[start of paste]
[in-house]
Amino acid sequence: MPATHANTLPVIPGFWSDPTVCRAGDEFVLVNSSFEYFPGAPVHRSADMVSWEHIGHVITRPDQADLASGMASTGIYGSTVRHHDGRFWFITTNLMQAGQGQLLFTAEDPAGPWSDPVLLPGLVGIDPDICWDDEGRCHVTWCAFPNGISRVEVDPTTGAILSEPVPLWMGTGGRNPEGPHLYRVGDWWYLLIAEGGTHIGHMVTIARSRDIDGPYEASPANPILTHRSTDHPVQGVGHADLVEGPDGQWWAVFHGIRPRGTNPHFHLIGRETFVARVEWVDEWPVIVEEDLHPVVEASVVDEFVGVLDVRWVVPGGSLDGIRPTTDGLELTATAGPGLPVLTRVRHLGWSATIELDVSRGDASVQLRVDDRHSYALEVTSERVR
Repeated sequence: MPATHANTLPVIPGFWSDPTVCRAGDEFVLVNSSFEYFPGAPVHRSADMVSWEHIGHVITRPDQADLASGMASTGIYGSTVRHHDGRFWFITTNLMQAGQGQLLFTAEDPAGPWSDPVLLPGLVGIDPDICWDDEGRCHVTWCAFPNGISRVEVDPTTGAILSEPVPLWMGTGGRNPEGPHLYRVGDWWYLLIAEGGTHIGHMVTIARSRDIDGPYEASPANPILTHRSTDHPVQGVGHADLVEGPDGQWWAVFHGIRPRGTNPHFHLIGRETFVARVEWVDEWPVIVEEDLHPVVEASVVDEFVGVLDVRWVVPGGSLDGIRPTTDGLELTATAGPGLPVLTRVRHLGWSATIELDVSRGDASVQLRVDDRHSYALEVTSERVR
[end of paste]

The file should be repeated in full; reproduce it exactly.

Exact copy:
[in-house]
Amino acid sequence: MPATHANTLPVIPGFWSDPTVCRAGDEFVLVNSSFEYFPGAPVHRSADMVSWEHIGHVITRPDQADLASGMASTGIYGSTVRHHDGRFWFITTNLMQAGQGQLLFTAEDPAGPWSDPVLLPGLVGIDPDICWDDEGRCHVTWCAFPNGISRVEVDPTTGAILSEPVPLWMGTGGRNPEGPHLYRVGDWWYLLIAEGGTHIGHMVTIARSRDIDGPYEASPANPILTHRSTDHPVQGVGHADLVEGPDGQWWAVFHGIRPRGTNPHFHLIGRETFVARVEWVDEWPVIVEEDLHPVVEASVVDEFVGVLDVRWVVPGGSLDGIRPTTDGLELTATAGPGLPVLTRVRHLGWSATIELDVSRGDASVQLRVDDRHSYALEVTSERVR
Repeated sequence: MPATHANTLPVIPGFWSDPTVCRAGDEFVLVNSSFEYFPGAPVHRSADMVSWEHIGHVITRPDQADLASGMASTGIYGSTVRHHDGRFWFITTNLMQAGQGQLLFTAEDPAGPWSDPVLLPGLVGIDPDICWDDEGRCHVTWCAFPNGISRVEVDPTTGAILSEPVPLWMGTGGRNPEGPHLYRVGDWWYLLIAEGGTHIGHMVTIARSRDIDGPYEASPANPILTHRSTDHPVQGVGHADLVEGPDGQWWAVFHGIRPRGTNPHFHLIGRETFVARVEWVDEWPVIVEEDLHPVVEASVVDEFVGVLDVRWVVPGGSLDGIRPTTDGLELTATAGPGLPVLTRVRHLGWSATIELDVSRGDASVQLRVDDRHSYALEVTSERVR